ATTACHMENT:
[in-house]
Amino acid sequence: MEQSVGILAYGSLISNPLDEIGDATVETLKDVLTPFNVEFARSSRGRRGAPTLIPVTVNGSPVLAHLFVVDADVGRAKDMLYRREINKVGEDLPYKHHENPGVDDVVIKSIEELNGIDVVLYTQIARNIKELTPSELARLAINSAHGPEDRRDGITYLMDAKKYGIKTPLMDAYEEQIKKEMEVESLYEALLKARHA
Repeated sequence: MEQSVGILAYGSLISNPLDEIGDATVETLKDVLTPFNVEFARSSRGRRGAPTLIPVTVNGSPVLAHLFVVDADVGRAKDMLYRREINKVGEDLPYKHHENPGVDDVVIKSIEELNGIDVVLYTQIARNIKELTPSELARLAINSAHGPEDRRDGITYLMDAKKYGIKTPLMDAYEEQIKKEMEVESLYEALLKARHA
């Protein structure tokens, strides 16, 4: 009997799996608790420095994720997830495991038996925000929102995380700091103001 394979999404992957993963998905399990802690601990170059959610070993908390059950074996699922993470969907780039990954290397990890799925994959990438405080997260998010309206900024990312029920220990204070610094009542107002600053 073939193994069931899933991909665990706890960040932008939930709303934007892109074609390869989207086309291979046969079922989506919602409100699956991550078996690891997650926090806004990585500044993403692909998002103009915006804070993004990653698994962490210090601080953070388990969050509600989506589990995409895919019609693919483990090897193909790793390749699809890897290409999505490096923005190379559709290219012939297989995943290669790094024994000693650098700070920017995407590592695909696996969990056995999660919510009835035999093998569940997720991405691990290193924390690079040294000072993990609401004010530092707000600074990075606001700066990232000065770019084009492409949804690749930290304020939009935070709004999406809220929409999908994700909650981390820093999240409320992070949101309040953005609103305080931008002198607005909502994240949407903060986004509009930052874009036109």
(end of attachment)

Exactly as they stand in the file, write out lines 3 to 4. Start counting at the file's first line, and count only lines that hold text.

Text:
Repeated sequence: MEQSVGILAYGSLISNPLDEIGDATVETLKDVLTPFNVEFARSSRGRRGAPTLIPVTVNGSPVLAHLFVVDADVGRAKDMLYRREINKVGEDLPYKHHENPGVDDVVIKSIEELNGIDVVLYTQIARNIKELTPSELARLAINSAHGPEDRRDGITYLMDAKKYGIKTPLMDAYEEQIKKEMEVESLYEALLKARHA
């Protein structure tokens, strides 16, 4: 009997799996608790420095994720997830495991038996925000929102995380700091103001 394979999404992957993963998905399990802690601990170059959610070993908390059950074996699922993470969907780039990954290397990890799925994959990438405080997260998010309206900024990312029920220990204070610094009542107002600053 073939193994069931899933991909665990706890960040932008939930709303934007892109074609390869989207086309291979046969079922989506919602409100699956991550078996690891997650926090806004990585500044993403692909998002103009915006804070993004990653698994962490210090601080953070388990969050509600989506589990995409895919019609693919483990090897193909790793390749699809890897290409999505490096923005190379559709290219012939297989995943290669790094024994000693650098700070920017995407590592695909696996969990056995999660919510009835035999093998569940997720991405691990290193924390690079040294000072993990609401004010530092707000600074990075606001700066990232000065770019084009492409949804690749930290304020939009935070709004999406809220929409999908994700909650981390820093999240409320992070949101309040953005609103305080931008002198607005909502994240949407903060986004509009930052874009036109």